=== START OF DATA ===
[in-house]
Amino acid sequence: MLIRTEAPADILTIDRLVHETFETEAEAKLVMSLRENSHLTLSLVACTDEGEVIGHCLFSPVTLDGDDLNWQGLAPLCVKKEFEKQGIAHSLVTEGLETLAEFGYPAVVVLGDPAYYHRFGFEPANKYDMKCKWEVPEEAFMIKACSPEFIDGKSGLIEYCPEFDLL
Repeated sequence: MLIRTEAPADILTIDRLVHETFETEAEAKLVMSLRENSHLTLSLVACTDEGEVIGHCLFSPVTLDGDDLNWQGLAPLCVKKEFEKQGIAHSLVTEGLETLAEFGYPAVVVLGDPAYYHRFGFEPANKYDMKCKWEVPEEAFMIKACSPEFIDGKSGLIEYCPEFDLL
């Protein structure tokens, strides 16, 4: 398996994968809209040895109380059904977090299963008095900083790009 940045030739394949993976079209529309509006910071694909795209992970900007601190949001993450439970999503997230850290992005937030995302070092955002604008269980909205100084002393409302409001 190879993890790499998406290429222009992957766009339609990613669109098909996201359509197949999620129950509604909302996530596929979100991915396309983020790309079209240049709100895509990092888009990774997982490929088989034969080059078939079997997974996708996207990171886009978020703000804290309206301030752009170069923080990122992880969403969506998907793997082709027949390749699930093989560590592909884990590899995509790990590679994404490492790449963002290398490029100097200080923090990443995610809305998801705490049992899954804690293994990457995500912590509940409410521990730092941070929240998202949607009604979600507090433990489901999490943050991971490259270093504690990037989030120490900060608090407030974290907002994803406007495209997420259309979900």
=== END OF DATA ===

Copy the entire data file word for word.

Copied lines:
[in-house]
Amino acid sequence: MLIRTEAPADILTIDRLVHETFETEAEAKLVMSLRENSHLTLSLVACTDEGEVIGHCLFSPVTLDGDDLNWQGLAPLCVKKEFEKQGIAHSLVTEGLETLAEFGYPAVVVLGDPAYYHRFGFEPANKYDMKCKWEVPEEAFMIKACSPEFIDGKSGLIEYCPEFDLL
Repeated sequence: MLIRTEAPADILTIDRLVHETFETEAEAKLVMSLRENSHLTLSLVACTDEGEVIGHCLFSPVTLDGDDLNWQGLAPLCVKKEFEKQGIAHSLVTEGLETLAEFGYPAVVVLGDPAYYHRFGFEPANKYDMKCKWEVPEEAFMIKACSPEFIDGKSGLIEYCPEFDLL
């Protein structure tokens, strides 16, 4: 398996994968809209040895109380059904977090299963008095900083790009 940045030739394949993976079209529309509006910071694909795209992970900007601190949001993450439970999503997230850290992005937030995302070092955002604008269980909205100084002393409302409001 190879993890790499998406290429222009992957766009339609990613669109098909996201359509197949999620129950509604909302996530596929979100991915396309983020790309079209240049709100895509990092888009990774997982490929088989034969080059078939079997997974996708996207990171886009978020703000804290309206301030752009170069923080990122992880969403969506998907793997082709027949390749699930093989560590592909884990590899995509790990590679994404490492790449963002290398490029100097200080923090990443995610809305998801705490049992899954804690293994990457995500912590509940409410521990730092941070929240998202949607009604979600507090433990489901999490943050991971490259270093504690990037989030120490900060608090407030974290907002994803406007495209997420259309979900």